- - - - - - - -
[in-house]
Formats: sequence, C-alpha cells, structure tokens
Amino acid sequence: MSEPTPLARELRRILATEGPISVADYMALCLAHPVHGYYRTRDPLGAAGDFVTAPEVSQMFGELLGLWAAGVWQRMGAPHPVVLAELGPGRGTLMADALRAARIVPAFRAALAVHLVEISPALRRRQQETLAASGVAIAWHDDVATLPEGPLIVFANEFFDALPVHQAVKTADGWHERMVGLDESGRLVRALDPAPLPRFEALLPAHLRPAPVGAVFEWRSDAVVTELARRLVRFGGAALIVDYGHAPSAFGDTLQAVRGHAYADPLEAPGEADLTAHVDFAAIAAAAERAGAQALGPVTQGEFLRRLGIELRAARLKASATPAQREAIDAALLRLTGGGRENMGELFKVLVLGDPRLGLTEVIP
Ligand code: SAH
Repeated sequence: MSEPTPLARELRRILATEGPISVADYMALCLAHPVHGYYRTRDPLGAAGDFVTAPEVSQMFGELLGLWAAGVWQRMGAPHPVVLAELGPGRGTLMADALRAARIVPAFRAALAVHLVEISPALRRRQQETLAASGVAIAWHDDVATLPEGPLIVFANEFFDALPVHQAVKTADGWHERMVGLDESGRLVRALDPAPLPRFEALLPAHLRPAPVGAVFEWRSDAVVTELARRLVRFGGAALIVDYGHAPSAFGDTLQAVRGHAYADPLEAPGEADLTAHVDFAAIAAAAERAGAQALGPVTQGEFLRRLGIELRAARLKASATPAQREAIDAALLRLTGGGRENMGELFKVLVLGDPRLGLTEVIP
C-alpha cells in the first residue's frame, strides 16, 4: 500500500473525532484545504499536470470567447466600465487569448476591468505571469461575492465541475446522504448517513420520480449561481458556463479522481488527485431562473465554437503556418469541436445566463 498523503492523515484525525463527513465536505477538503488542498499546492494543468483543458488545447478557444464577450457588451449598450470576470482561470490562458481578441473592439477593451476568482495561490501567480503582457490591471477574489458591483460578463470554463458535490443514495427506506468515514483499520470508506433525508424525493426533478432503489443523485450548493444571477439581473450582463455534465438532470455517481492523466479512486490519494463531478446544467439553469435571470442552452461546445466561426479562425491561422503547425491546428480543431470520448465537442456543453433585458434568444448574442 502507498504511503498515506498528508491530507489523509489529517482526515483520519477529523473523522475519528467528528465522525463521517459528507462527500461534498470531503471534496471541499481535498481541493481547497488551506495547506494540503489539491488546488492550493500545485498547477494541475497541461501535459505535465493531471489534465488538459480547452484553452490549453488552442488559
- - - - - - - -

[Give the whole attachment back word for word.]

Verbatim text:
[in-house]
Formats: sequence, C-alpha cells, structure tokens
Amino acid sequence: MSEPTPLARELRRILATEGPISVADYMALCLAHPVHGYYRTRDPLGAAGDFVTAPEVSQMFGELLGLWAAGVWQRMGAPHPVVLAELGPGRGTLMADALRAARIVPAFRAALAVHLVEISPALRRRQQETLAASGVAIAWHDDVATLPEGPLIVFANEFFDALPVHQAVKTADGWHERMVGLDESGRLVRALDPAPLPRFEALLPAHLRPAPVGAVFEWRSDAVVTELARRLVRFGGAALIVDYGHAPSAFGDTLQAVRGHAYADPLEAPGEADLTAHVDFAAIAAAAERAGAQALGPVTQGEFLRRLGIELRAARLKASATPAQREAIDAALLRLTGGGRENMGELFKVLVLGDPRLGLTEVIP
Ligand code: SAH
Repeated sequence: MSEPTPLARELRRILATEGPISVADYMALCLAHPVHGYYRTRDPLGAAGDFVTAPEVSQMFGELLGLWAAGVWQRMGAPHPVVLAELGPGRGTLMADALRAARIVPAFRAALAVHLVEISPALRRRQQETLAASGVAIAWHDDVATLPEGPLIVFANEFFDALPVHQAVKTADGWHERMVGLDESGRLVRALDPAPLPRFEALLPAHLRPAPVGAVFEWRSDAVVTELARRLVRFGGAALIVDYGHAPSAFGDTLQAVRGHAYADPLEAPGEADLTAHVDFAAIAAAAERAGAQALGPVTQGEFLRRLGIELRAARLKASATPAQREAIDAALLRLTGGGRENMGELFKVLVLGDPRLGLTEVIP
C-alpha cells in the first residue's frame, strides 16, 4: 500500500473525532484545504499536470470567447466600465487569448476591468505571469461575492465541475446522504448517513420520480449561481458556463479522481488527485431562473465554437503556418469541436445566463 498523503492523515484525525463527513465536505477538503488542498499546492494543468483543458488545447478557444464577450457588451449598450470576470482561470490562458481578441473592439477593451476568482495561490501567480503582457490591471477574489458591483460578463470554463458535490443514495427506506468515514483499520470508506433525508424525493426533478432503489443523485450548493444571477439581473450582463455534465438532470455517481492523466479512486490519494463531478446544467439553469435571470442552452461546445466561426479562425491561422503547425491546428480543431470520448465537442456543453433585458434568444448574442 502507498504511503498515506498528508491530507489523509489529517482526515483520519477529523473523522475519528467528528465522525463521517459528507462527500461534498470531503471534496471541499481535498481541493481547497488551506495547506494540503489539491488546488492550493500545485498547477494541475497541461501535459505535465493531471489534465488538459480547452484553452490549453488552442488559